Feb
27
2021

“Devonta Smith Is a Monster, But is His Size a Problem?” Video and Video Guide

This week, Alex takes a look at the 2020 Heisman winner, WR Devonta Smith. In 2020, Smith led the NCAAF in receiving yards and receiving touchdowns (second in total touchdowns, behind only his Alabama teammate, Najee Harris) and had unbelievable performances, including a three touchdown, 215 yard showing in the college football championship.

His speed, catch radius, and great hands combine to make a receiver with elite potential. This of course makes him WR1 on any 2021 draft board, but with such a high placement on the board comes more attention, higher scrutiny, and heavier criticisms.

The most common critique leveled at the young star is his lack of weight and small frame. Devonta Smith refused to weigh in at the Senior Bowl, which has many scouts really concerned about his weight. His last weigh in put him at 175 lbs, which for context is ten pounds lighter then Tyreek Hill’s last weigh in. His play style draws a ton of comparisons to Antonio Brown, who also weighs in at 185, so he is under sized for sure.

However, Alex argues in this video that Devonta Smith’s strengths, his football IQ and ability to readjust, set him apart and allows him to overcome and look past his weakness.

Devonta Smith’s arsenal of football moves runs deep, with a different release for almost every single play imaginable. These releases, combined with his route movements, let him buy space from coverage players, taking his size out of the equation and putting him in position to make big plays. Alex compares his line releases to Davante Adams, but his route breaks can be compared to Julio Jones (the way they time their breaks in slant and post routes are eerily similar).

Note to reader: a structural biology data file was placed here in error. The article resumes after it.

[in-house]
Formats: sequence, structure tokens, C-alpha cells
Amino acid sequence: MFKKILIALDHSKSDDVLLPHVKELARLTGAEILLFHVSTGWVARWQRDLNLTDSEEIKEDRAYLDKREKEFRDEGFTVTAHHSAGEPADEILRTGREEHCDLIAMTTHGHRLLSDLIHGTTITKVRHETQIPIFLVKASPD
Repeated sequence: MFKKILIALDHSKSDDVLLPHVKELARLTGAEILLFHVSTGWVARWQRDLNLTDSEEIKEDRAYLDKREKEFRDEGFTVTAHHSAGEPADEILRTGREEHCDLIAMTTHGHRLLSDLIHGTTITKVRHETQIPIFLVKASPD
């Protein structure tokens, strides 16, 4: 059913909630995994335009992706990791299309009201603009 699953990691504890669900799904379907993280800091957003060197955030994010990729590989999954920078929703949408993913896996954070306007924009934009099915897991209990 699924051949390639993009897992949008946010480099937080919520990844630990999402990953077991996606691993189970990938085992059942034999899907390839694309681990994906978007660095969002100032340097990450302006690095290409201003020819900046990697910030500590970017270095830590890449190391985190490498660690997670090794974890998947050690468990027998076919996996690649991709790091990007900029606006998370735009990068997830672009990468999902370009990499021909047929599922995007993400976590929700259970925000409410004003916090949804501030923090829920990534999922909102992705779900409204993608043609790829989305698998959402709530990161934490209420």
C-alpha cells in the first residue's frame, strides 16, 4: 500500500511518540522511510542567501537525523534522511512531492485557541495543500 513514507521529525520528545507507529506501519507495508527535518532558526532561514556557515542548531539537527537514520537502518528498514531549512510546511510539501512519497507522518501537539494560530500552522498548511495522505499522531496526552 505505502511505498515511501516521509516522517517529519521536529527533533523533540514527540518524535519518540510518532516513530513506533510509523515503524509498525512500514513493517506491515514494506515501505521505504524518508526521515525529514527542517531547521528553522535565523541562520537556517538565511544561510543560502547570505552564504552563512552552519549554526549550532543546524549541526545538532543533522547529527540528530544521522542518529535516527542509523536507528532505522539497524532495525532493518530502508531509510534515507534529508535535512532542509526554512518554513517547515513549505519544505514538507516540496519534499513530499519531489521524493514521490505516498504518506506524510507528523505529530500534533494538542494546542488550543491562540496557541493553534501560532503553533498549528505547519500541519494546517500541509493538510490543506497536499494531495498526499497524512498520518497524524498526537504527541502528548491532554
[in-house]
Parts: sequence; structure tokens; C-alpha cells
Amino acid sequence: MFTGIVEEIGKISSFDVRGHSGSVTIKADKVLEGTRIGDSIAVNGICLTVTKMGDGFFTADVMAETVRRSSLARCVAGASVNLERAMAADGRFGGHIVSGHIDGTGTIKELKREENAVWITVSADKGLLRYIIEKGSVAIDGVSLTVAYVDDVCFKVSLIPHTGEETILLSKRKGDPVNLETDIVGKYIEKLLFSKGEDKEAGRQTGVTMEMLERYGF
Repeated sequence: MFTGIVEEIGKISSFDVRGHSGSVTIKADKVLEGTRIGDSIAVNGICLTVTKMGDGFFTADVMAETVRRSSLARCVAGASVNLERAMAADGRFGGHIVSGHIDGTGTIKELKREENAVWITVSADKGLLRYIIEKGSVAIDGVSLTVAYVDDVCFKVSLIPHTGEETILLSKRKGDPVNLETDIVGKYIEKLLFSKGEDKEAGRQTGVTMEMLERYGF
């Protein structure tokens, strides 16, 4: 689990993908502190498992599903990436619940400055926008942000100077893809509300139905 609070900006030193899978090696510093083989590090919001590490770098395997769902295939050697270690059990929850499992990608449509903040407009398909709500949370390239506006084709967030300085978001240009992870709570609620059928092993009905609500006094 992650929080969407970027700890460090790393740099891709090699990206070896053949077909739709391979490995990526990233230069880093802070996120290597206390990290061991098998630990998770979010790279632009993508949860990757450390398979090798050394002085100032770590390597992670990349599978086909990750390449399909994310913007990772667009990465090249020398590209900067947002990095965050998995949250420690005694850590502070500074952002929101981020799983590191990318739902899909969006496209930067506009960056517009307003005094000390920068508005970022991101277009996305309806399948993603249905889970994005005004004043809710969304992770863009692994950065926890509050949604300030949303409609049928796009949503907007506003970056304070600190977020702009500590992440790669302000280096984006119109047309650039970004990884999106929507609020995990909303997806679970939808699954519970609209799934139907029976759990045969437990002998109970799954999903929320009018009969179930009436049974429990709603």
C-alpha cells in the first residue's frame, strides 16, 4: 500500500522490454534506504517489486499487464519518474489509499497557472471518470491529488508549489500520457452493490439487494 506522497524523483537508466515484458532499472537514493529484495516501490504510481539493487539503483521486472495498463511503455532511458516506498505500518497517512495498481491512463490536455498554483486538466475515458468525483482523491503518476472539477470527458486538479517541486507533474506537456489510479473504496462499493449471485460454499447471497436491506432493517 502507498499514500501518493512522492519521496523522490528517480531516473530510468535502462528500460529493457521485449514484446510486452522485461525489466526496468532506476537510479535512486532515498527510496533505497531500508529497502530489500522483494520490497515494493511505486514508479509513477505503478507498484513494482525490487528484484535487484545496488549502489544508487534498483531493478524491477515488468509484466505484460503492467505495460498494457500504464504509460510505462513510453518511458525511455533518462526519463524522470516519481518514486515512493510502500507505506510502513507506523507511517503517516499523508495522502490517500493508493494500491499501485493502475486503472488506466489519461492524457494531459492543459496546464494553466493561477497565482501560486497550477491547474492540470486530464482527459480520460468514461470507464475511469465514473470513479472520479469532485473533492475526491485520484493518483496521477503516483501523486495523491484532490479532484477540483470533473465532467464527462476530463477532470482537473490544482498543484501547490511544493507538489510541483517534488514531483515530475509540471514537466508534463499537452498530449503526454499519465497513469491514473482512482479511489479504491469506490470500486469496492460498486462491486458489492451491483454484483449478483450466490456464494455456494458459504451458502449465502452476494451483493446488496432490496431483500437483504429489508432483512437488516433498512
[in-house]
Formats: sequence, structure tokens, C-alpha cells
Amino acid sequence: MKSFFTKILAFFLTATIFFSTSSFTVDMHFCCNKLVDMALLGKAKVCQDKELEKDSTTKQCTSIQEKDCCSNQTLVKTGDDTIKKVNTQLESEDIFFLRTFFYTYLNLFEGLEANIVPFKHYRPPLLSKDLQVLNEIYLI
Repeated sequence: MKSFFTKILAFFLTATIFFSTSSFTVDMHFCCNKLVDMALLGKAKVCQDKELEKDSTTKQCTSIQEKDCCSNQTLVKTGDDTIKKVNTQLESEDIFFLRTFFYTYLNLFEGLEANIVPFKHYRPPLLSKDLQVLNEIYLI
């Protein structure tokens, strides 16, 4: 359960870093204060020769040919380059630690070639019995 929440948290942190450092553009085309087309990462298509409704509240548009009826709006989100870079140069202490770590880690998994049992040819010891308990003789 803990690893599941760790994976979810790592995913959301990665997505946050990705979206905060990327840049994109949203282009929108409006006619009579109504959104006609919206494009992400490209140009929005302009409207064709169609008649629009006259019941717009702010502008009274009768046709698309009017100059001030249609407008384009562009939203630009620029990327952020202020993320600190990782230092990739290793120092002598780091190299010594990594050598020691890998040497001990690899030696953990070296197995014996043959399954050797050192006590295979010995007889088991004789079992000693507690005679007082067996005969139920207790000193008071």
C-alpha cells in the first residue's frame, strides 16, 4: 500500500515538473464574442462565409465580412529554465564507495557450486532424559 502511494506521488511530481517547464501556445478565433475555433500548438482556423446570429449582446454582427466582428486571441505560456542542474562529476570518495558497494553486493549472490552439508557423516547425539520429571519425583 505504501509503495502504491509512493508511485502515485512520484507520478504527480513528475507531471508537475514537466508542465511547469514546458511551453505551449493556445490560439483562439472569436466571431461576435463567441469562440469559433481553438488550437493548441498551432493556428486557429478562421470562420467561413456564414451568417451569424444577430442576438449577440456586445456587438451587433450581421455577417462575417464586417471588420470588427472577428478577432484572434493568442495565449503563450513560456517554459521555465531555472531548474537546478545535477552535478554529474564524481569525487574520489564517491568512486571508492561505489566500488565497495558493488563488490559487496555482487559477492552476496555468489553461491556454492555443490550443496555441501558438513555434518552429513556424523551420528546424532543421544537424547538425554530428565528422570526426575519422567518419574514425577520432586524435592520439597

One thing that is evident in the video but is not highlighted is Devonta Smith’s willingness to go to the middle of the field. Despite his size, Smith will fearlessly come sprinting into safety and linebacker territory to make a play, despite the elevated risk of taking a big hit. He is competitive and courageous enough to put his body on the line, which should make him a high value target for any team.

However, when put in press coverage, Devonta Smith’s size does finally come back to beat him. He struggle to get away from defenders and often gets locked up at the line of scrimmage. In the NFL that is going to be an even bigger issue, since the corner backs in the league are extremely physical.

However, Devonta Smith has the tools to overcome that weakness. Beating press starts with the feet, which is obviously a strength of Smith’s (although he is even too small for the blade release, the most common release utilized to beat press coverage). The next step is upper body and hand fighting, which Smith struggles with (if you have no weight behind your hands, there is no power and then you are just throwing pool noodles around), but with one of the league’s best trainers putting together a “bulk-up” program for Smith, that should not be an issue for very long.

Overall, the decision that Alex comes to is that, where Devonta Smith might be a top 15 pick, he is still a bit of a project. He is going to be successful, especially with his football knowledge, but his current lack of versatility may keep him from being an elite receiver early in his career.